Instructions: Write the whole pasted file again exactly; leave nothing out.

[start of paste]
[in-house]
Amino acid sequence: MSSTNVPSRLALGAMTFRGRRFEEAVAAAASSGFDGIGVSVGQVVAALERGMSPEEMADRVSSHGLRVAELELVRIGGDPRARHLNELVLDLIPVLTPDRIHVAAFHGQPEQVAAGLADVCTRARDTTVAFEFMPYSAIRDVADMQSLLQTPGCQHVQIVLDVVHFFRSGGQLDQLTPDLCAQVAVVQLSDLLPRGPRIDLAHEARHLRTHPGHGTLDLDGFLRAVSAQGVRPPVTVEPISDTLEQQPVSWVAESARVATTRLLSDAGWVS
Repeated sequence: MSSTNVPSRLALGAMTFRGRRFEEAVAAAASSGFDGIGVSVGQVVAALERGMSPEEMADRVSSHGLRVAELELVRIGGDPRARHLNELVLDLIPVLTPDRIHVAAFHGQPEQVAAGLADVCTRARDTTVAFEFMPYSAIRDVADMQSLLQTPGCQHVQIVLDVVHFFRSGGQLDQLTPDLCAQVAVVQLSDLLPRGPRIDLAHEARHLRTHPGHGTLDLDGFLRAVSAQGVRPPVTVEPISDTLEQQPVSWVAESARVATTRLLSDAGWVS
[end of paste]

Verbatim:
[in-house]
Amino acid sequence: MSSTNVPSRLALGAMTFRGRRFEEAVAAAASSGFDGIGVSVGQVVAALERGMSPEEMADRVSSHGLRVAELELVRIGGDPRARHLNELVLDLIPVLTPDRIHVAAFHGQPEQVAAGLADVCTRARDTTVAFEFMPYSAIRDVADMQSLLQTPGCQHVQIVLDVVHFFRSGGQLDQLTPDLCAQVAVVQLSDLLPRGPRIDLAHEARHLRTHPGHGTLDLDGFLRAVSAQGVRPPVTVEPISDTLEQQPVSWVAESARVATTRLLSDAGWVS
Repeated sequence: MSSTNVPSRLALGAMTFRGRRFEEAVAAAASSGFDGIGVSVGQVVAALERGMSPEEMADRVSSHGLRVAELELVRIGGDPRARHLNELVLDLIPVLTPDRIHVAAFHGQPEQVAAGLADVCTRARDTTVAFEFMPYSAIRDVADMQSLLQTPGCQHVQIVLDVVHFFRSGGQLDQLTPDLCAQVAVVQLSDLLPRGPRIDLAHEARHLRTHPGHGTLDLDGFLRAVSAQGVRPPVTVEPISDTLEQQPVSWVAESARVATTRLLSDAGWVS